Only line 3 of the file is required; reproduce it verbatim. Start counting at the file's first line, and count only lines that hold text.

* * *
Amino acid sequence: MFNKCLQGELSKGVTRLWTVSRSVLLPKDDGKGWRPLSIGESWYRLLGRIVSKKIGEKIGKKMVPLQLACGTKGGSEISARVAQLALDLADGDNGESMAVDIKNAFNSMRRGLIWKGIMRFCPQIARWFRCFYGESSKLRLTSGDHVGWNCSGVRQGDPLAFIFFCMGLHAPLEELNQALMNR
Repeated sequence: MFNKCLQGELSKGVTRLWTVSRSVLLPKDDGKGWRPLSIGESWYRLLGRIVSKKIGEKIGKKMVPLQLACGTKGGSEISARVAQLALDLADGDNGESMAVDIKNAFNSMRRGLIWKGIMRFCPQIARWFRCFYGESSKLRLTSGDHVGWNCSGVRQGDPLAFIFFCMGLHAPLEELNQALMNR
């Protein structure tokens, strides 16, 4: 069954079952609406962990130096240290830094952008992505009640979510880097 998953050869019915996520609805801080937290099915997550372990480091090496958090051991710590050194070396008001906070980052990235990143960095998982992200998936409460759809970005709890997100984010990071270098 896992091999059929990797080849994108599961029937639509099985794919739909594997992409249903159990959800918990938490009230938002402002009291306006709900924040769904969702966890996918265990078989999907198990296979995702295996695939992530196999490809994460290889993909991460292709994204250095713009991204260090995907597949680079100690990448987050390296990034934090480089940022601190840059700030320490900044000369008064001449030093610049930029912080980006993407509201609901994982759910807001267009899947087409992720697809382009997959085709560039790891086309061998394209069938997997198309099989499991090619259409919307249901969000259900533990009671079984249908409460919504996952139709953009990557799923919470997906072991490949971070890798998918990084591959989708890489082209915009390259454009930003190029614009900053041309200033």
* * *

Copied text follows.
């Protein structure tokens, strides 16, 4: 069954079952609406962990130096240290830094952008992505009640979510880097 998953050869019915996520609805801080937290099915997550372990480091090496958090051991710590050194070396008001906070980052990235990143960095998982992200998936409460759809970005709890997100984010990071270098 896992091999059929990797080849994108599961029937639509099985794919739909594997992409249903159990959800918990938490009230938002402002009291306006709900924040769904969702966890996918265990078989999907198990296979995702295996695939992530196999490809994460290889993909991460292709994204250095713009991204260090995907597949680079100690990448987050390296990034934090480089940022601190840059700030320490900044000369008064001449030093610049930029912080980006993407509201609901994982759910807001267009899947087409992720697809382009997959085709560039790891086309061998394209069938997997198309099989499991090619259409919307249901969000259900533990009671079984249908409460919504996952139709953009990557799923919470997906072991490949971070890798998918990084591959989708890489082209915009390259454009930003190029614009900053041309200033």